Tuesday, April 23, 2024

How to approach spring cleaning in an eco-friendly way

April 2, 2024
Photo illustration by Alexis Schmidt.
Photo illustration by Alexis Schmidt. —
Photo by Alexis Schmidt | The State News

The melting away of snow doesn’t just expose the dirt hiding in the snowbanks; it also reveals the dirt and dust that’s accumulated in our homes, leading many people to participate in the phenomenon of spring cleaning. 

"It’s a nice way to get you ready for the summer," said chemistry engineering sophomore Aidan Frost. Frost uses spring cleaning as an opportunity to clean his kitchen and bathroom, organize his closet and vacuum.

But before breaking out your mop, flinging open the windows and queuing favorite music, you might want to be mindful of the cleaning products that are being used and the potential environmental effects. 

Household cleaning chemicals are known to leech into our soil, water and air, according to the Environmental Protection Agency. These chemicals find their way into the environment through aerosolized sprays, surface runoff into waterways, and from pouring used products down the drain.

This spring, some students that wish to clean their house and reduce stress on the environment are using home-made alternative cleaners. 

Re-usable Containers

High-density polyethylene, referred to as #1 plastics, and  Polyethylene terephthalate, referred to as #2 plastics, made up 53% of total plastics generated for containers and packaging in 2018. These plastics made up 41% of recycled packaging materials for a total of 1.5 million tons of the plastic recycled. This, however, leaves the remaining 6.1 million tons for the landfill.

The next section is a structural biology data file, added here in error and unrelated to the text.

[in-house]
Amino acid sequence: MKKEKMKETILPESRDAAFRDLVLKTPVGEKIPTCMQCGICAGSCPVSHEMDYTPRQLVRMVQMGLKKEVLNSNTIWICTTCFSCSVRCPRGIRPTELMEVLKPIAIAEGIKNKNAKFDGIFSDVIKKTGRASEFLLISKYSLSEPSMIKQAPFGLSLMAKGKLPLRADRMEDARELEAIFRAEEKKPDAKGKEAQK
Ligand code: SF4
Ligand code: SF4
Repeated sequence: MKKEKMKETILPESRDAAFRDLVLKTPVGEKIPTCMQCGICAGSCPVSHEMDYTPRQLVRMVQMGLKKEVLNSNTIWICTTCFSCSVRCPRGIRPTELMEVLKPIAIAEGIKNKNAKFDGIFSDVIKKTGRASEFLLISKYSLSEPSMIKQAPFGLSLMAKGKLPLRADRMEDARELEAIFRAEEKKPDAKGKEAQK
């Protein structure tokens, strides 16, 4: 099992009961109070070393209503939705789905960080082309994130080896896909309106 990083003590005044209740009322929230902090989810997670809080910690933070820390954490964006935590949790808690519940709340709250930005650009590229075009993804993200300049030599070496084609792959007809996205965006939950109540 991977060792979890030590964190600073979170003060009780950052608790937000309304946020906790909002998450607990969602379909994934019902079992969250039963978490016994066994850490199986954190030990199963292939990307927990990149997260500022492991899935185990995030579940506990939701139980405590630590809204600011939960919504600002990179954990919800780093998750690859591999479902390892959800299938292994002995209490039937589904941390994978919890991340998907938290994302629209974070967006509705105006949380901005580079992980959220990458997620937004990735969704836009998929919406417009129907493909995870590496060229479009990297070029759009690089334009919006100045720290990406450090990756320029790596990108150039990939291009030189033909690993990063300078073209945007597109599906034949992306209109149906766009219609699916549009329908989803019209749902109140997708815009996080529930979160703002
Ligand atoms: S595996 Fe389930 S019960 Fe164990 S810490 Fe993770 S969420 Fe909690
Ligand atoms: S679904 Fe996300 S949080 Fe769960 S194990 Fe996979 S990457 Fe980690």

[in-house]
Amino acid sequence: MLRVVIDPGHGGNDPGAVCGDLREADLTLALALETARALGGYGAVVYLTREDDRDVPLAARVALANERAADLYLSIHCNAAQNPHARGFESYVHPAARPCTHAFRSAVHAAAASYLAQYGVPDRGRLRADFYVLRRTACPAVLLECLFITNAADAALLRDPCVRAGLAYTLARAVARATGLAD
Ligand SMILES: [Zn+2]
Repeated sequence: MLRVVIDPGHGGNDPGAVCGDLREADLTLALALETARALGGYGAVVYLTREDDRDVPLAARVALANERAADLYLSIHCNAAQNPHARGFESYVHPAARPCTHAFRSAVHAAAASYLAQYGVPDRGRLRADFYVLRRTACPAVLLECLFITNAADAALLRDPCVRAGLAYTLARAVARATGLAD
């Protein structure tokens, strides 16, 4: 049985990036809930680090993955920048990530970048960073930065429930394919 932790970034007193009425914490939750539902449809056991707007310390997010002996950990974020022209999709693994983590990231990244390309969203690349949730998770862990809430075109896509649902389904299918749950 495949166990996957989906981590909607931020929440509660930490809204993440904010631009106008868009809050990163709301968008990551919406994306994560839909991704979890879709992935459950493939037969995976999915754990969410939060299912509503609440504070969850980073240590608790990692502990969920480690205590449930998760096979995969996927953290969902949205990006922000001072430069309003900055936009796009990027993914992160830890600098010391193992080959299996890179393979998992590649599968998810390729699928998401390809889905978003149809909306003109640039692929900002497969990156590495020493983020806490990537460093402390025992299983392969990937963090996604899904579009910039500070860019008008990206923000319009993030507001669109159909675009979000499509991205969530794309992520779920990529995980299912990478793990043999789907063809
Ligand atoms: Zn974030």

Using empty spray bottles from old cleaning products is one way to repurpose this plastic and reduce waste. When repurposing, it is important to thoroughly clean the container before filling it with a new cleaner to prevent reactions between the old and new chemicals in the container. 


Biology sophomore Liz Hedger says she uses alternative cleaners throughout her home. Vinegar is chief among them, along with baking soda and olive oil, she said. 

"I just prefer vinegar because it’s so versatile and not expensive," Hedger said. She uses vinegar to clean her carpet, kitchen and tabletops, she said. 

"When I use it, I notice it doesn’t bleach my clothes or rub my hands raw." 

Vinegar has a long history of use when it comes to DIY household cleaning. It's a byproduct of alcohol production, and has been referenced in Babylonian texts and it’s residue found on the inside of Egyptian pots.

The National Sanitation Foundation recommends a 1:1 ratio of distilled white vinegar to water to dilute and make it safe for most surfaces. The cleaning mechanism in vinegar is acetic acid; this acid, undiluted, can be too strong and dull surfaces like electronics and hardwood floors or can damage surfaces like granite, marble, porcelain and rubber.